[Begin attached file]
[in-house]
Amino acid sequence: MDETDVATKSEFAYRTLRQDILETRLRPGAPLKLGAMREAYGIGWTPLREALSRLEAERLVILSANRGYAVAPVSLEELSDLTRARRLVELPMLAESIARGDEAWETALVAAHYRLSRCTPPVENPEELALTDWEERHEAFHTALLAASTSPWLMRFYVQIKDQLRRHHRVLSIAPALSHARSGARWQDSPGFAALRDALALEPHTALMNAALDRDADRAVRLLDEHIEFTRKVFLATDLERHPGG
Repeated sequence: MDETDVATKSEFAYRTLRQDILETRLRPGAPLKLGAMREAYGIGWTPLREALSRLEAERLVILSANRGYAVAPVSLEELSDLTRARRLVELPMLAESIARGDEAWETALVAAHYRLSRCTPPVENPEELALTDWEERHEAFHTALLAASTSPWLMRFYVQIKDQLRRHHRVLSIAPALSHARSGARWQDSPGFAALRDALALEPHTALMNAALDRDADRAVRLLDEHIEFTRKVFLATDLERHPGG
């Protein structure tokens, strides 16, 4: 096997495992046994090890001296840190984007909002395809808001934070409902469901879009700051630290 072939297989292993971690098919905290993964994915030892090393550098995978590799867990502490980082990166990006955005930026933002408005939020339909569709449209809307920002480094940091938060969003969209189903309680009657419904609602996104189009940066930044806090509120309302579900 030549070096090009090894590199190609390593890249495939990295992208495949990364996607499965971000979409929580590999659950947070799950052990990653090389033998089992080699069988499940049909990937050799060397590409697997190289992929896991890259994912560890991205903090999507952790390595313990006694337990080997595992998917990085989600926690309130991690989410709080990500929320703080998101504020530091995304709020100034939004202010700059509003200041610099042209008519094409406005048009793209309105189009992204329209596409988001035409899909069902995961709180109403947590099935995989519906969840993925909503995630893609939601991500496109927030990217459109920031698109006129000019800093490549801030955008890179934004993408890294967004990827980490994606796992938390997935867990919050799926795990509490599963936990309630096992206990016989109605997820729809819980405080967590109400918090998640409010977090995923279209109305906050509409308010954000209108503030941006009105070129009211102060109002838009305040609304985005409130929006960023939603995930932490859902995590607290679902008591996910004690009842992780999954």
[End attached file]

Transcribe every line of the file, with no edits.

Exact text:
[in-house]
Amino acid sequence: MDETDVATKSEFAYRTLRQDILETRLRPGAPLKLGAMREAYGIGWTPLREALSRLEAERLVILSANRGYAVAPVSLEELSDLTRARRLVELPMLAESIARGDEAWETALVAAHYRLSRCTPPVENPEELALTDWEERHEAFHTALLAASTSPWLMRFYVQIKDQLRRHHRVLSIAPALSHARSGARWQDSPGFAALRDALALEPHTALMNAALDRDADRAVRLLDEHIEFTRKVFLATDLERHPGG
Repeated sequence: MDETDVATKSEFAYRTLRQDILETRLRPGAPLKLGAMREAYGIGWTPLREALSRLEAERLVILSANRGYAVAPVSLEELSDLTRARRLVELPMLAESIARGDEAWETALVAAHYRLSRCTPPVENPEELALTDWEERHEAFHTALLAASTSPWLMRFYVQIKDQLRRHHRVLSIAPALSHARSGARWQDSPGFAALRDALALEPHTALMNAALDRDADRAVRLLDEHIEFTRKVFLATDLERHPGG
């Protein structure tokens, strides 16, 4: 096997495992046994090890001296840190984007909002395809808001934070409902469901879009700051630290 072939297989292993971690098919905290993964994915030892090393550098995978590799867990502490980082990166990006955005930026933002408005939020339909569709449209809307920002480094940091938060969003969209189903309680009657419904609602996104189009940066930044806090509120309302579900 030549070096090009090894590199190609390593890249495939990295992208495949990364996607499965971000979409929580590999659950947070799950052990990653090389033998089992080699069988499940049909990937050799060397590409697997190289992929896991890259994912560890991205903090999507952790390595313990006694337990080997595992998917990085989600926690309130991690989410709080990500929320703080998101504020530091995304709020100034939004202010700059509003200041610099042209008519094409406005048009793209309105189009992204329209596409988001035409899909069902995961709180109403947590099935995989519906969840993925909503995630893609939601991500496109927030990217459109920031698109006129000019800093490549801030955008890179934004993408890294967004990827980490994606796992938390997935867990919050799926795990509490599963936990309630096992206990016989109605997820729809819980405080967590109400918090998640409010977090995923279209109305906050509409308010954000209108503030941006009105070129009211102060109002838009305040609304985005409130929006960023939603995930932490859902995590607290679902008591996910004690009842992780999954």